Stimulation Therapy for Inducing Mothers

Breast Stimulation for Labor Induction: a Parallel-group Randomized Controlled External Pilot Study of Acceptability and Feasibility

Sponsors

Lead Sponsor: Yale University

Source Yale University
Brief Summary

This is a pilot feasibility and acceptability study of a randomized clinical trial of pregnant women at 36 weeks of gestation and greater randomized to one of two arms at Yale New Haven Hospital: (1) Breast stimulation by hand or with an electronic breast pump (intervention) compared to (2) Exogenous oxytocin intravenous infusion (current standard of care, control). The pilot study will be randomized since one of the goals is to evaluate whether the idea of randomization would be acceptable to patients.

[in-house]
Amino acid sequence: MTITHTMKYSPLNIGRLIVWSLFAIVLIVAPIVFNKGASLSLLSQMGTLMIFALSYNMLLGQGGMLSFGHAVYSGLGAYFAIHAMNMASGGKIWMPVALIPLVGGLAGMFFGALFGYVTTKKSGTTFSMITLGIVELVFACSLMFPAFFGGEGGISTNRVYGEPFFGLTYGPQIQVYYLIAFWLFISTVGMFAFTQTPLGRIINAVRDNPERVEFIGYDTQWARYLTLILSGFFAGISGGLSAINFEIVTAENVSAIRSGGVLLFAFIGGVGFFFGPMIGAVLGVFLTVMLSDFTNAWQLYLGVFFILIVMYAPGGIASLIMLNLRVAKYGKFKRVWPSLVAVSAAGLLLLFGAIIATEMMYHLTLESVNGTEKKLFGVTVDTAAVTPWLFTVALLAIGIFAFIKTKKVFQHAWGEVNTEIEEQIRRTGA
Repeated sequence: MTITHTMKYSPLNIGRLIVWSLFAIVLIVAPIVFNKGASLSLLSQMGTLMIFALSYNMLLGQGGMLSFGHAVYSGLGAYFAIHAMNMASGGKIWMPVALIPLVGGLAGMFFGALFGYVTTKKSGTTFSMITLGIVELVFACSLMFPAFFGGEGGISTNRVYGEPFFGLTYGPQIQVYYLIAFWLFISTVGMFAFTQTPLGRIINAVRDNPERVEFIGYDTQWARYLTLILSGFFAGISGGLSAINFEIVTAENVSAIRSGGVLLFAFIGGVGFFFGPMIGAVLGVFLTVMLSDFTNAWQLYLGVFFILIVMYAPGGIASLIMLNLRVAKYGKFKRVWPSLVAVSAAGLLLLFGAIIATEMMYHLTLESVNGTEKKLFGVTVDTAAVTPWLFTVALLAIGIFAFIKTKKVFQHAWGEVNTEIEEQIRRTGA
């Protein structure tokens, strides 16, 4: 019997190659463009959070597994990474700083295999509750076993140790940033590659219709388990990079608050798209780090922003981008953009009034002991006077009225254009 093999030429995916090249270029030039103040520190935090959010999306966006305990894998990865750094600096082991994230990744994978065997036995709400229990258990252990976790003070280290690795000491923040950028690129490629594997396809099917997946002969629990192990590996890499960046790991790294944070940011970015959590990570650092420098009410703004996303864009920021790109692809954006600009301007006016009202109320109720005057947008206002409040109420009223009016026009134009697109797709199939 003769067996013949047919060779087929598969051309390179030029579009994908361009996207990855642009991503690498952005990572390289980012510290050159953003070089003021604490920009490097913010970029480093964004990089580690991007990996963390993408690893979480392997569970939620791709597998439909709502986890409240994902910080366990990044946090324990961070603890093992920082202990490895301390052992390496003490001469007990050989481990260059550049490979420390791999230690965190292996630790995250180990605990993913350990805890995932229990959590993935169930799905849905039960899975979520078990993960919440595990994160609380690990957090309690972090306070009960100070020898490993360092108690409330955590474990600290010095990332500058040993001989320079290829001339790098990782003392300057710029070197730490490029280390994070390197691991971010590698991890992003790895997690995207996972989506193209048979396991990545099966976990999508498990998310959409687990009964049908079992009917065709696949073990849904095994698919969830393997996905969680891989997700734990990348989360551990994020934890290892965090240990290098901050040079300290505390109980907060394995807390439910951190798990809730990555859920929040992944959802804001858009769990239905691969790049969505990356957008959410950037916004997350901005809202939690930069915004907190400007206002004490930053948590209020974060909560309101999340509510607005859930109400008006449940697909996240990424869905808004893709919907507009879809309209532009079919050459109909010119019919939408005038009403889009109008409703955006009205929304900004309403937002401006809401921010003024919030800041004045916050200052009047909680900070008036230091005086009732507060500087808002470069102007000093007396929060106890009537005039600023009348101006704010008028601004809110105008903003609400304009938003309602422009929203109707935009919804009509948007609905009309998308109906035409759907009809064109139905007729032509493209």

Detailed Description